Singer Kitty Wells, known as the queen of country music and the genre's first female superstar, died Monday in Nashville after complications from a stroke. She was 92.
Wells rose to fame with hits like "Making Believe" and "It Wasn't God Who Made Honky Tonk Angels" at a time when radio wouldn't play two female records back to back, and women couldn't headline concerts.
The entry about Kitty Wells on the Country Music Hall of Fame's website says:
"Wells's great achievement was defying the accepted country music wisdom of her time, which warned that women don't sell records and can't headline shows. Her success led record companies to welcome other female artists and to experiment with new themes and images for women, thereby indelibly changing country music forever."
Despite the many biases standing in her way, Wells had 35 records in the Billboard Top 10, 81 charted singles and was a star on stage, radio and even television with her own syndicated show in the late '60s.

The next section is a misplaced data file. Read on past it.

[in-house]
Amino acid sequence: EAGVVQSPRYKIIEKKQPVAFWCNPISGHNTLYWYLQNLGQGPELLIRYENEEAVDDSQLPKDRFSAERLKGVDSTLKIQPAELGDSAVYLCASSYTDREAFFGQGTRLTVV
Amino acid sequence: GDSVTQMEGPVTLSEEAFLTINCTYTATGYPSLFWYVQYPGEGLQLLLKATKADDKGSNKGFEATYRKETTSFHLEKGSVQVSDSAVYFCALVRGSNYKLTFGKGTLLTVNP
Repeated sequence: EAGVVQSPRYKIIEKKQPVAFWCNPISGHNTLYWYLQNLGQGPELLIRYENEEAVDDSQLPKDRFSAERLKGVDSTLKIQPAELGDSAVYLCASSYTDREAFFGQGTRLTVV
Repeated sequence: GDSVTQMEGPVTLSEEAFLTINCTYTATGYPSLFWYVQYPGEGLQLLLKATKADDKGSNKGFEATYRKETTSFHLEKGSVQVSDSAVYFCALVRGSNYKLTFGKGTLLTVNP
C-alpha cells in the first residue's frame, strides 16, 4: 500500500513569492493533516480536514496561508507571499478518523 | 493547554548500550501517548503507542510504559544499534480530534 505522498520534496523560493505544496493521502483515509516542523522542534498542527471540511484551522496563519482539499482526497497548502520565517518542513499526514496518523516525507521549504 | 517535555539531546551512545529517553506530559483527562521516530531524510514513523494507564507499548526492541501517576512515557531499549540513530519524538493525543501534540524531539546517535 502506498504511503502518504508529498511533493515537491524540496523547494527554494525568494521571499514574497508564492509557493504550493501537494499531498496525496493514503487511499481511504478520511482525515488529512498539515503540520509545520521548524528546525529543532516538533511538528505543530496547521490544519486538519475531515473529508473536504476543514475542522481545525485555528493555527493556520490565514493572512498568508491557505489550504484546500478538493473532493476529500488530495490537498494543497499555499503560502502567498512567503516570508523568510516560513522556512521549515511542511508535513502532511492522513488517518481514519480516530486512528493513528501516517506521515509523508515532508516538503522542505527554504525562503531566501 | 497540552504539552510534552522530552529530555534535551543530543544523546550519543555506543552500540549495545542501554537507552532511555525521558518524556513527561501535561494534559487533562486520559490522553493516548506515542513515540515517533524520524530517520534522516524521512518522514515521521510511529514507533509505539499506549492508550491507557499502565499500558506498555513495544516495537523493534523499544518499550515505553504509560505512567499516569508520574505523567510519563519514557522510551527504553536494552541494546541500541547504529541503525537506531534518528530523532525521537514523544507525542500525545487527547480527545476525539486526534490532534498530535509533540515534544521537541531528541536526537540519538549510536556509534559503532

Below, a few of Wells's biggest hits:
"It Wasn't God Who Made Honky Tonk Angels"
This song, released in 1952, was Wells's first number one single on the U.S. country charts. It launched her career and remained her trademark song.
From 1955's Hit Parade, Wells's take on Jimmy Work's country standard was another big hit for the burgeoning superstar.
This single went to the top of the Billboard C&W charts in 1961, and was the last of Wells's number one singles.
CBC News: Female country pioneer Kitty Wells dies in Nashville
Dolly Parton to Bobbie Gentry: Story songs by country music women
on Jul 16, 2012